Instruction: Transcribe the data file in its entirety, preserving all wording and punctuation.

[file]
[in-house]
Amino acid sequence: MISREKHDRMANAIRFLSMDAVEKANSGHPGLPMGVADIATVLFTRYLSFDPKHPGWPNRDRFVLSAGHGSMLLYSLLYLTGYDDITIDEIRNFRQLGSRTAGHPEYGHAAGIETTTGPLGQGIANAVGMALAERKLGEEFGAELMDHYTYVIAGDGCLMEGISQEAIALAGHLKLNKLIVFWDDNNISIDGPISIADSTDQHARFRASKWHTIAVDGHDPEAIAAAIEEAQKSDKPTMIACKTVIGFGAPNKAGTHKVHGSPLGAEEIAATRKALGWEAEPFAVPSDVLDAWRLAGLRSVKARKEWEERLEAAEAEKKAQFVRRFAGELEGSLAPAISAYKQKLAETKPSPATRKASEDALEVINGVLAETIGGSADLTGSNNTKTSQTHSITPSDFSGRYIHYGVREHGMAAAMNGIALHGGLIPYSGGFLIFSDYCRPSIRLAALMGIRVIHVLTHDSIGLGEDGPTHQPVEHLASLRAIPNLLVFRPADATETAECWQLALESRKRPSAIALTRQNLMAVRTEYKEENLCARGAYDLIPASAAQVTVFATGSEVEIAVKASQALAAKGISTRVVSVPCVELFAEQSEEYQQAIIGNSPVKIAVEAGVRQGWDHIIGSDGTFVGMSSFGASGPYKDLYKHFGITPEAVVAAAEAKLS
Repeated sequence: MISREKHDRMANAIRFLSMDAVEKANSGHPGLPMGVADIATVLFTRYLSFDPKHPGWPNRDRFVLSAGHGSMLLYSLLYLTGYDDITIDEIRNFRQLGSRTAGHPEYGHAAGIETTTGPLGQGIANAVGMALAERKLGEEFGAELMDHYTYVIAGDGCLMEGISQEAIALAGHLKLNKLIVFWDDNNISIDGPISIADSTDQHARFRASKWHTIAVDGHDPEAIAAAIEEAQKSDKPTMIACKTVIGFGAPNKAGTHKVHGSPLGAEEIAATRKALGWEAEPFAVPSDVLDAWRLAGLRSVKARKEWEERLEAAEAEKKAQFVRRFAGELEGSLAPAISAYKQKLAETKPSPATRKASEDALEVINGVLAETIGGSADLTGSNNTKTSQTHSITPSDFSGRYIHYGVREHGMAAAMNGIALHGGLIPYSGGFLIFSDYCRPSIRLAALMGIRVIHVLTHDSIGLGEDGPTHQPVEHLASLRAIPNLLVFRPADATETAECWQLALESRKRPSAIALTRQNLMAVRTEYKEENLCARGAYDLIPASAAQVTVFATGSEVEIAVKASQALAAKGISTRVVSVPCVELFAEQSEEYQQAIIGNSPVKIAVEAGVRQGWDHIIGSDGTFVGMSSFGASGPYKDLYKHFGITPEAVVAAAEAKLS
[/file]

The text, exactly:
[in-house]
Amino acid sequence: MISREKHDRMANAIRFLSMDAVEKANSGHPGLPMGVADIATVLFTRYLSFDPKHPGWPNRDRFVLSAGHGSMLLYSLLYLTGYDDITIDEIRNFRQLGSRTAGHPEYGHAAGIETTTGPLGQGIANAVGMALAERKLGEEFGAELMDHYTYVIAGDGCLMEGISQEAIALAGHLKLNKLIVFWDDNNISIDGPISIADSTDQHARFRASKWHTIAVDGHDPEAIAAAIEEAQKSDKPTMIACKTVIGFGAPNKAGTHKVHGSPLGAEEIAATRKALGWEAEPFAVPSDVLDAWRLAGLRSVKARKEWEERLEAAEAEKKAQFVRRFAGELEGSLAPAISAYKQKLAETKPSPATRKASEDALEVINGVLAETIGGSADLTGSNNTKTSQTHSITPSDFSGRYIHYGVREHGMAAAMNGIALHGGLIPYSGGFLIFSDYCRPSIRLAALMGIRVIHVLTHDSIGLGEDGPTHQPVEHLASLRAIPNLLVFRPADATETAECWQLALESRKRPSAIALTRQNLMAVRTEYKEENLCARGAYDLIPASAAQVTVFATGSEVEIAVKASQALAAKGISTRVVSVPCVELFAEQSEEYQQAIIGNSPVKIAVEAGVRQGWDHIIGSDGTFVGMSSFGASGPYKDLYKHFGITPEAVVAAAEAKLS
Repeated sequence: MISREKHDRMANAIRFLSMDAVEKANSGHPGLPMGVADIATVLFTRYLSFDPKHPGWPNRDRFVLSAGHGSMLLYSLLYLTGYDDITIDEIRNFRQLGSRTAGHPEYGHAAGIETTTGPLGQGIANAVGMALAERKLGEEFGAELMDHYTYVIAGDGCLMEGISQEAIALAGHLKLNKLIVFWDDNNISIDGPISIADSTDQHARFRASKWHTIAVDGHDPEAIAAAIEEAQKSDKPTMIACKTVIGFGAPNKAGTHKVHGSPLGAEEIAATRKALGWEAEPFAVPSDVLDAWRLAGLRSVKARKEWEERLEAAEAEKKAQFVRRFAGELEGSLAPAISAYKQKLAETKPSPATRKASEDALEVINGVLAETIGGSADLTGSNNTKTSQTHSITPSDFSGRYIHYGVREHGMAAAMNGIALHGGLIPYSGGFLIFSDYCRPSIRLAALMGIRVIHVLTHDSIGLGEDGPTHQPVEHLASLRAIPNLLVFRPADATETAECWQLALESRKRPSAIALTRQNLMAVRTEYKEENLCARGAYDLIPASAAQVTVFATGSEVEIAVKASQALAAKGISTRVVSVPCVELFAEQSEEYQQAIIGNSPVKIAVEAGVRQGWDHIIGSDGTFVGMSSFGASGPYKDLYKHFGITPEAVVAAAEAKLS